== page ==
30 September 2014

Breast is best: how Uran-Erdene got the best start in life

Uran-Erdene is a healthy and joyful 11-month year old girl. With her two little ponytails and chubby cheeks, she bounces back and forth between her parents laps. She is the youngest of three girls and, according to her mother Sarantugs, she is also the healthiest. Sarantugs believes this is because she exclusively breastfed Uran-Erdene for six months after birth. 

Uran-Erdene's happy when breastfeeding
@UNICEF Mongolia/2014/Ariunzaya Davaa
“I was only 22 when I had my first child,” Sarantugs says. “I was inexperienced and believed the TV adverts about infant formula, so I fed her breast milk substitute almost immediately after birth. At the time, she looked chubby and seemed healthy, so I thought I was doing the right thing. Now I know that infant formula cannot replace breast milk.”

By the time of her second child, Sarantugs knew that breastfeeding was best for a baby’s health. But her daughter was born with a cleft lip which prevented her from breastfeeding. “However, after talking to my family doctor I decided to exclusively breastfeed my youngest,” Sarantugs continues. “I am very glad that I did. You can really see the difference. Uran-Erdene is much healthier than her sisters and rarely gets sick.”

Sarantugs, 29, and her husband Sukhgerel, 34, live with their three daughters in a house owned by Sukhgerel’s brother in Nalaikh, one of nine districts of Ulaanbaatar. An hour’s drive away from the city lights of central Ulaanbaatar across plain steppes, the industrial district of Nalaikh is in practical terms a small town all to itself. Sukhgerel works in IT but doesn’t have a regular income, and the family sometimes struggles financially.

Daughters Namuun-Erdene, Uranbileg and Uran-Erdene
@UNICEF Mongolia/2014/Andy Brown
Medical support

While pregnant with Uran-Erdene, Sarantugs had a pre-natal appointment with the family doctor, Dinara, who advised her to exclusively breastfeed her child for six months and continue breastfeeding with complimentary food until she is two years old.

Dinara explained the health benefits of exclusive and continued breastfeeding, and the risks of artificial feeding. Artificially fed babies are at greater risk of disease, including allergies, diabetes, leukemia, respiratory infections, and sudden infant death syndrome. By contrast, breastfed babies are at lower risk of all of these diseases, and also have better brain development. 

Dinara is one of 60 family doctors and nurses in Nalaikh who have been trained on community-based infant and young child feeding counselling as part of Mongolia’s national nutrition strategy. The training was conducted by the Government with support from UNICEF. The doctors and nurses advise pregnant women and new mothers like Sarantugs on the health benefits of breastfeeding and the risks of breast milk substitute, countering the misinformation they see in formula adverts on TV.

Declining trend

According to a national survey conducted by UNICEF and the Government, breastfeeding rates in Mongolia are decreasing. Sarantugs is one of 47 percent of women in Mongolia who exclusively breastfed their child for six month. Four years ago, this number was 60 per cent.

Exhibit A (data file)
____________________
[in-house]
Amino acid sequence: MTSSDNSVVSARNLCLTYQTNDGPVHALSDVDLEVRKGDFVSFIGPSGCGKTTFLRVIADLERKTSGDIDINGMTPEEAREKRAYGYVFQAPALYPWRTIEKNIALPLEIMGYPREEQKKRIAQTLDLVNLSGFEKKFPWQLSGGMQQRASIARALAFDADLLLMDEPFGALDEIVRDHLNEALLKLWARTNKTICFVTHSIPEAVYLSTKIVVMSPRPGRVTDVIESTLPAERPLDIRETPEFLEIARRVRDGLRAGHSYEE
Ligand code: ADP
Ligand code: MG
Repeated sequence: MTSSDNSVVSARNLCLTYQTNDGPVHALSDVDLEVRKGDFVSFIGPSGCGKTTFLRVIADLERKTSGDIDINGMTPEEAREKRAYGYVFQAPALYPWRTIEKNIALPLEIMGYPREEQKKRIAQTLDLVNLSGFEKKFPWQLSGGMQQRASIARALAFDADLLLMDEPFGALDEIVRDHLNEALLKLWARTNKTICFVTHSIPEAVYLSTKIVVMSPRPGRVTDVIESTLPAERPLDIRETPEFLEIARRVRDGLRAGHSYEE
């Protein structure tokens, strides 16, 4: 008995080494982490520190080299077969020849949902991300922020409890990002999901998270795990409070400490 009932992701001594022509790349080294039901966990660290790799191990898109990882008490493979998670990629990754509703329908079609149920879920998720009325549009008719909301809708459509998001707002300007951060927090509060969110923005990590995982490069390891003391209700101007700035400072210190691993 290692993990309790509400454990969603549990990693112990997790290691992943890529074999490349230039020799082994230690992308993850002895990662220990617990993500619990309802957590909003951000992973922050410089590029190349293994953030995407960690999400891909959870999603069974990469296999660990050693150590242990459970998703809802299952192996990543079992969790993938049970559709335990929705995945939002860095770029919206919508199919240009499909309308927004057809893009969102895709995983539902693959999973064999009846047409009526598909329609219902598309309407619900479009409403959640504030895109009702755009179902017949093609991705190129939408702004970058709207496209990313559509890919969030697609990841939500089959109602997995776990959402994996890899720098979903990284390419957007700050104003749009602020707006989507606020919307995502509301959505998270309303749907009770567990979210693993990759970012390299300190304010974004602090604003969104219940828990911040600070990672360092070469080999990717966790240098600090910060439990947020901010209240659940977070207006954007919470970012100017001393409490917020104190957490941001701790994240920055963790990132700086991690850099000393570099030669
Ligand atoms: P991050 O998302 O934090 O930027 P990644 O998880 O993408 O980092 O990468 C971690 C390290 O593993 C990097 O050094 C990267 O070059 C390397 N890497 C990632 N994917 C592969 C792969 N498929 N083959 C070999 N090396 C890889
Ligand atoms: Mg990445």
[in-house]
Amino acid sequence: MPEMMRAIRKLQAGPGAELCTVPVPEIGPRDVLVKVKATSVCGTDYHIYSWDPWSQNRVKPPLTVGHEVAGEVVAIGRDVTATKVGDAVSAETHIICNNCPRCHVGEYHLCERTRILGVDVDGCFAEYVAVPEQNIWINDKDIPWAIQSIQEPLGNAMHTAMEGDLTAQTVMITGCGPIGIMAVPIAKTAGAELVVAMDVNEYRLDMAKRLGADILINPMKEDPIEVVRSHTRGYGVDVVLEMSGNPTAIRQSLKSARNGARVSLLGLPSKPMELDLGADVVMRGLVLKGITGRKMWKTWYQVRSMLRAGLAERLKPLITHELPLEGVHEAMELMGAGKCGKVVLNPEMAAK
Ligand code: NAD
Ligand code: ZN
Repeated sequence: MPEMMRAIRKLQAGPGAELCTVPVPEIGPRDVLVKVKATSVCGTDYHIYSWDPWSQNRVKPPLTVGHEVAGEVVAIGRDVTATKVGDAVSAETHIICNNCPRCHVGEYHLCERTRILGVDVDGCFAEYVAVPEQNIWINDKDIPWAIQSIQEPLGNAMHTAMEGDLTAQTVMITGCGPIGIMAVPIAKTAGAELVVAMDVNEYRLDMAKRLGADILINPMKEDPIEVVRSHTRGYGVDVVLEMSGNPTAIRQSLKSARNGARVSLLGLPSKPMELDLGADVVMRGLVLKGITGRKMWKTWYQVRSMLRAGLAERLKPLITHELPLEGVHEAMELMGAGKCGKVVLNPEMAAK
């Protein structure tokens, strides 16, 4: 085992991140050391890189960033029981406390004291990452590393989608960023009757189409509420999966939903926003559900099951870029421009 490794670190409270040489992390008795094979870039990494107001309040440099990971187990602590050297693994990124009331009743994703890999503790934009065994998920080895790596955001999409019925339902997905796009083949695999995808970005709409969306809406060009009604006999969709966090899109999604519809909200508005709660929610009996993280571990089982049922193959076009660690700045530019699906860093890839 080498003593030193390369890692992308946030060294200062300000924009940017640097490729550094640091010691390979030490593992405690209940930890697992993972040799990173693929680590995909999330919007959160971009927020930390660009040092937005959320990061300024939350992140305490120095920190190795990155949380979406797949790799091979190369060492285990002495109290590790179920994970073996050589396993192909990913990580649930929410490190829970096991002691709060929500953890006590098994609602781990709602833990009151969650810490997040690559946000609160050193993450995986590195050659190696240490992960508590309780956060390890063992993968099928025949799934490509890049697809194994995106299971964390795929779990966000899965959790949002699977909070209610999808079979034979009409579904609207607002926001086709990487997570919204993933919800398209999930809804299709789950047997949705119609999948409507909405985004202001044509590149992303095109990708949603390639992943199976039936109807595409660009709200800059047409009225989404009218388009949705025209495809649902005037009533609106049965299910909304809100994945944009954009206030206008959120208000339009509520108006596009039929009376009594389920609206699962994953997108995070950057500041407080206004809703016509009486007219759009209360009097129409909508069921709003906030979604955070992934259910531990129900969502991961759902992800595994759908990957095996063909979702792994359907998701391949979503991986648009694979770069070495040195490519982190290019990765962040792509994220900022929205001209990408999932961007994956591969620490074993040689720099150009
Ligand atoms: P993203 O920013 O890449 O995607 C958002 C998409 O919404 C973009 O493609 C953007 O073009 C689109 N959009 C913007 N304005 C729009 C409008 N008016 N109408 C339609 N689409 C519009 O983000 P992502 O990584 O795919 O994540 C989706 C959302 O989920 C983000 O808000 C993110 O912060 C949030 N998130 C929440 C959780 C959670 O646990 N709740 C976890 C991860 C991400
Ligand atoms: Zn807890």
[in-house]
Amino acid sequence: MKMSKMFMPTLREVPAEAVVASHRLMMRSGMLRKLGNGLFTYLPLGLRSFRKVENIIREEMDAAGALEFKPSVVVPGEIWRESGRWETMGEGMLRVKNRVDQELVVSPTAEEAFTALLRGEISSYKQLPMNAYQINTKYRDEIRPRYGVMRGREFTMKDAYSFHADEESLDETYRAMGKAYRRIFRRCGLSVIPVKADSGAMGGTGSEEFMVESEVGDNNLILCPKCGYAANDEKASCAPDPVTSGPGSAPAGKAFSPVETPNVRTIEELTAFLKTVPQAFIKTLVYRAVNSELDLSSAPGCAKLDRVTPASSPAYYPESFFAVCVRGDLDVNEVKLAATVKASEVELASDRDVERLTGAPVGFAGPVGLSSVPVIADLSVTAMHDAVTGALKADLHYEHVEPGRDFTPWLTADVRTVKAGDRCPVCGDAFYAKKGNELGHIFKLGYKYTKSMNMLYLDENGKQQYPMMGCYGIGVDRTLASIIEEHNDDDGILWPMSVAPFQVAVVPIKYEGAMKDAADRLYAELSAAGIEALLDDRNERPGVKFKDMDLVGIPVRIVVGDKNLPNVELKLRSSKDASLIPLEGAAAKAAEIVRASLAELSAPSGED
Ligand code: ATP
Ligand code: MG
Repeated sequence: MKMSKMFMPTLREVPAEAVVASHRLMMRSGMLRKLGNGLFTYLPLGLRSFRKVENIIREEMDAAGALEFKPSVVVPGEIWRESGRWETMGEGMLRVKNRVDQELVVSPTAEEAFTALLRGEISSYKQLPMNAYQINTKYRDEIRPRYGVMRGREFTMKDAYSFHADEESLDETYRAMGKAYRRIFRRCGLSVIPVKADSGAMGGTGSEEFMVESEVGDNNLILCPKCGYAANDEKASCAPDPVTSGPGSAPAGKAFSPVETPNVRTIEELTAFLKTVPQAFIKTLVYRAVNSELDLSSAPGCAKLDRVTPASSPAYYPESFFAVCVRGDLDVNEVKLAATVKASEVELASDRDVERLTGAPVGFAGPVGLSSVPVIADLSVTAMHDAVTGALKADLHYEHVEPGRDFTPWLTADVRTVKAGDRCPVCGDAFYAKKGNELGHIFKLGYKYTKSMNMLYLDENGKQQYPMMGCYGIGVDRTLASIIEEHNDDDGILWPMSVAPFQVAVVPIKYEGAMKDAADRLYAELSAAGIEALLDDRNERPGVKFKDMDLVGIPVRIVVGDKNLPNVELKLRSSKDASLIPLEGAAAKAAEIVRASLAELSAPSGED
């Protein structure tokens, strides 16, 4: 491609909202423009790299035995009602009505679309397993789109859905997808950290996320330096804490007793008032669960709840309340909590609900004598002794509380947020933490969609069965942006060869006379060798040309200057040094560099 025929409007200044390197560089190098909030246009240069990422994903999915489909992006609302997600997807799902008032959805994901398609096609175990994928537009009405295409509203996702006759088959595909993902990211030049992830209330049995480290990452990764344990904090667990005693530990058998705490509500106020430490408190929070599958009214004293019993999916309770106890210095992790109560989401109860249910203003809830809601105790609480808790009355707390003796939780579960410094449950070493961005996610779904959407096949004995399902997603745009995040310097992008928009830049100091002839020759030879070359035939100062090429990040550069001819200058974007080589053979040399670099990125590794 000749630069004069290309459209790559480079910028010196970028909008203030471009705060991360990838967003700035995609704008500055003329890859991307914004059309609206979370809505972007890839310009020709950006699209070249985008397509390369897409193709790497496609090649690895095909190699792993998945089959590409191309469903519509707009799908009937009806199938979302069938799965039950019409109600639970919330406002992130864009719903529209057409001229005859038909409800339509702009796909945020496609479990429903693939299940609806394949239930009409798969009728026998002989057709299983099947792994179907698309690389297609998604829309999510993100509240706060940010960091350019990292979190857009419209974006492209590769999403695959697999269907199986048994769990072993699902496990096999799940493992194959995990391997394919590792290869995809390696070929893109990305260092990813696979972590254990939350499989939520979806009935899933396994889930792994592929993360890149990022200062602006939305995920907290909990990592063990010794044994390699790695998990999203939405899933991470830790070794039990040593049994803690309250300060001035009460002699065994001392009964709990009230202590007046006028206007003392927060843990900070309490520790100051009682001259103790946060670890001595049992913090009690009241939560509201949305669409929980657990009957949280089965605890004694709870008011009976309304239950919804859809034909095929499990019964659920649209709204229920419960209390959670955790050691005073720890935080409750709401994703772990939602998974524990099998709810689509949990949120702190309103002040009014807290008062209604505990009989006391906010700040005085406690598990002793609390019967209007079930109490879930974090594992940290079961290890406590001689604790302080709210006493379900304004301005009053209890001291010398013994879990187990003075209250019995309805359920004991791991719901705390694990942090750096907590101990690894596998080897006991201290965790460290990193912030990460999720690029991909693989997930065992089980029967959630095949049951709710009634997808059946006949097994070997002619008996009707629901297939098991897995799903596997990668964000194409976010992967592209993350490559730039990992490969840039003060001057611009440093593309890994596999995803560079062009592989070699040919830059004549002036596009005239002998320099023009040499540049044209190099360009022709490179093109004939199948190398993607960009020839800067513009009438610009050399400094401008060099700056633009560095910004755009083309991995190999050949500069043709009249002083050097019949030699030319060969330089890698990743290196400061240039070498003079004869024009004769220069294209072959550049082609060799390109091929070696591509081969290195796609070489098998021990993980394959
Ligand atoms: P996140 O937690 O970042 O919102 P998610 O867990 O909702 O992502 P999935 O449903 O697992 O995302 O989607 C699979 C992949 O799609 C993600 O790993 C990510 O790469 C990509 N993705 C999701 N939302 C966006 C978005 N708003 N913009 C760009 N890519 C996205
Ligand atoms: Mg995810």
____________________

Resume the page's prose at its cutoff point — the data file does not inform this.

Even though current breastfeeding rates in Mongolia are higher than the global average, we are very concerned by the declining trend,” says Munkhjargal, UNICEF Mongolia Nutrition Specialist. ”The reasons for this decline vary from lack of support from family or workplaces to growing poverty which forces mothers to go back to work soon after giving birth.”

One of the main reasons for declining breastfeeding rates is heavy advertisement of breast milk substitutes. “The current law on marketing of breast milk substitutes is too weak to control the market,” Munkhjargal continues. “The Government has agreed to update the law, but we have yet to see significant action on this. UNICEF Mongolia will be working closely with the Ministry of Health to revise several articles in the current law.”

Another factor that influenced Sarantugs to breastfeed her youngest child was financial. Buying breast milk substitute for their first two daughters put the family under a heavy financial burden. Living far from the city centre made it hard to get baby food at local stores. They had to drive to the city frequently as their small income did not allow them to buy products in bulk.

Uran-Erdene loves playing with her father
@UNICEF Mongolia/2014/Andy Brown
Now that she is breastfeeding, the family has been able to buy quality food for everyone, especially for the mother. “If I eat well, I can breast feed our child. It is much more cost-effective to buy good food for ourselves than to buy breast milk substitute” explains Sarantugs.

“Now that I know and see the benefits of exclusive breastfeeding myself, I always recommend it my pregnant friends. It is never too late. I started on my third child, and my girl is healthy and happy” says Sarantugs, smiling at her daughter as she feeds happily.

The author
Ariunzaya Davaa is Communication Specialist at UNICEF Mongolia


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